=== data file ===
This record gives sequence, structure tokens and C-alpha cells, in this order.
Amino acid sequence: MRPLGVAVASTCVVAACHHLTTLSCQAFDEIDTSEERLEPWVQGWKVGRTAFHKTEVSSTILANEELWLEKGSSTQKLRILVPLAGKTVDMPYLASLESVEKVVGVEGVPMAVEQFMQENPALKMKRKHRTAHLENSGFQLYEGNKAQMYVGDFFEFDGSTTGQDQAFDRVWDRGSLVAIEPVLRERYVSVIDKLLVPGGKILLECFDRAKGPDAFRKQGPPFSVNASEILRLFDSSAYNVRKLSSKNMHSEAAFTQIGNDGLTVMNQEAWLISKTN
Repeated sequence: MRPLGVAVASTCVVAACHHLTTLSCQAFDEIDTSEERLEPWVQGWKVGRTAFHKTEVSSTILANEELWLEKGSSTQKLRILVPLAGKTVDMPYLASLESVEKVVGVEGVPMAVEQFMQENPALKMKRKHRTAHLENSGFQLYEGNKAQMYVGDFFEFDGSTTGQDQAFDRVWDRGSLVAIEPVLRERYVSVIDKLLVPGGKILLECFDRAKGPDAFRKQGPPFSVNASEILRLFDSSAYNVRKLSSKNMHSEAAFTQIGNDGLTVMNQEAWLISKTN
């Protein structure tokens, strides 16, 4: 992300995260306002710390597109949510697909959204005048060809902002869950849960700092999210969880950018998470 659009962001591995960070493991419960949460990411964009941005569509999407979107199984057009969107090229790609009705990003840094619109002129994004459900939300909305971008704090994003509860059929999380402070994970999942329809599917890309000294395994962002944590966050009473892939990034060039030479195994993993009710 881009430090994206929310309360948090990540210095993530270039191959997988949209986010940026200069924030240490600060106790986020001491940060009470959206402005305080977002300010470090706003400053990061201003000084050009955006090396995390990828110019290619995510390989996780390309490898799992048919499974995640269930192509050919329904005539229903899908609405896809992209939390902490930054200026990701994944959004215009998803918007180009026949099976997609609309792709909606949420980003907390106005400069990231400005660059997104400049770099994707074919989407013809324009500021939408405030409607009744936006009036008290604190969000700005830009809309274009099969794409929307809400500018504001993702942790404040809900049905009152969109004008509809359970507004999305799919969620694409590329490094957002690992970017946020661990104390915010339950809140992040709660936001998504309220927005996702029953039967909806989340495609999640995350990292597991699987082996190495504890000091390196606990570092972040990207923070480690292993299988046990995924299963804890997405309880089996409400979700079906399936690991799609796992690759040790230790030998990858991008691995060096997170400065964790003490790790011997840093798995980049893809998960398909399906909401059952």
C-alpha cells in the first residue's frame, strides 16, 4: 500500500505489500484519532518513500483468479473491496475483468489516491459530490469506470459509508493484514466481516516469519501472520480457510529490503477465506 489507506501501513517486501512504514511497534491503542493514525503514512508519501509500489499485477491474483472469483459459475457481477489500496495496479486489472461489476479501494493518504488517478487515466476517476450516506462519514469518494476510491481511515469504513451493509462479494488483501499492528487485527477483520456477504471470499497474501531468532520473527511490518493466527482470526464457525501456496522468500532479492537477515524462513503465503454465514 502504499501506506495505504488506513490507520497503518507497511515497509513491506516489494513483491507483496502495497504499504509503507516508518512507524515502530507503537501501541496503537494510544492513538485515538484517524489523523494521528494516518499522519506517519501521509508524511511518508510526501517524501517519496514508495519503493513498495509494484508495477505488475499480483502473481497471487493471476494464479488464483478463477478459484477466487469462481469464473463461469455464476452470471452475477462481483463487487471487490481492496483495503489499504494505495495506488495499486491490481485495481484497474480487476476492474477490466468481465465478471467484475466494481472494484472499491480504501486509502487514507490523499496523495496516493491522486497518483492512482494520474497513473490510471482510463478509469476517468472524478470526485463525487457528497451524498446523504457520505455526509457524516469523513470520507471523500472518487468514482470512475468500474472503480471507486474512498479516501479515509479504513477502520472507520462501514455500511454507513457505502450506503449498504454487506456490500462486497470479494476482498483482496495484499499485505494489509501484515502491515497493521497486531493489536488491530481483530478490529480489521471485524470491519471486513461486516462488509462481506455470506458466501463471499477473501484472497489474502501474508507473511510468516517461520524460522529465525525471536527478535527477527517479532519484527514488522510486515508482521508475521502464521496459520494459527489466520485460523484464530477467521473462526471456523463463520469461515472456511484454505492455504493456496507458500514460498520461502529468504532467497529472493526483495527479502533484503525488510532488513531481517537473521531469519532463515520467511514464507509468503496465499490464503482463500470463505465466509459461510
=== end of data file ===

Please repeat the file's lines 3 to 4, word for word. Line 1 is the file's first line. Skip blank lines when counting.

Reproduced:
Repeated sequence: MRPLGVAVASTCVVAACHHLTTLSCQAFDEIDTSEERLEPWVQGWKVGRTAFHKTEVSSTILANEELWLEKGSSTQKLRILVPLAGKTVDMPYLASLESVEKVVGVEGVPMAVEQFMQENPALKMKRKHRTAHLENSGFQLYEGNKAQMYVGDFFEFDGSTTGQDQAFDRVWDRGSLVAIEPVLRERYVSVIDKLLVPGGKILLECFDRAKGPDAFRKQGPPFSVNASEILRLFDSSAYNVRKLSSKNMHSEAAFTQIGNDGLTVMNQEAWLISKTN
């Protein structure tokens, strides 16, 4: 992300995260306002710390597109949510697909959204005048060809902002869950849960700092999210969880950018998470 659009962001591995960070493991419960949460990411964009941005569509999407979107199984057009969107090229790609009705990003840094619109002129994004459900939300909305971008704090994003509860059929999380402070994970999942329809599917890309000294395994962002944590966050009473892939990034060039030479195994993993009710 881009430090994206929310309360948090990540210095993530270039191959997988949209986010940026200069924030240490600060106790986020001491940060009470959206402005305080977002300010470090706003400053990061201003000084050009955006090396995390990828110019290619995510390989996780390309490898799992048919499974995640269930192509050919329904005539229903899908609405896809992209939390902490930054200026990701994944959004215009998803918007180009026949099976997609609309792709909606949420980003907390106005400069990231400005660059997104400049770099994707074919989407013809324009500021939408405030409607009744936006009036008290604190969000700005830009809309274009099969794409929307809400500018504001993702942790404040809900049905009152969109004008509809359970507004999305799919969620694409590329490094957002690992970017946020661990104390915010339950809140992040709660936001998504309220927005996702029953039967909806989340495609999640995350990292597991699987082996190495504890000091390196606990570092972040990207923070480690292993299988046990995924299963804890997405309880089996409400979700079906399936690991799609796992690759040790230790030998990858991008691995060096997170400065964790003490790790011997840093798995980049893809998960398909399906909401059952």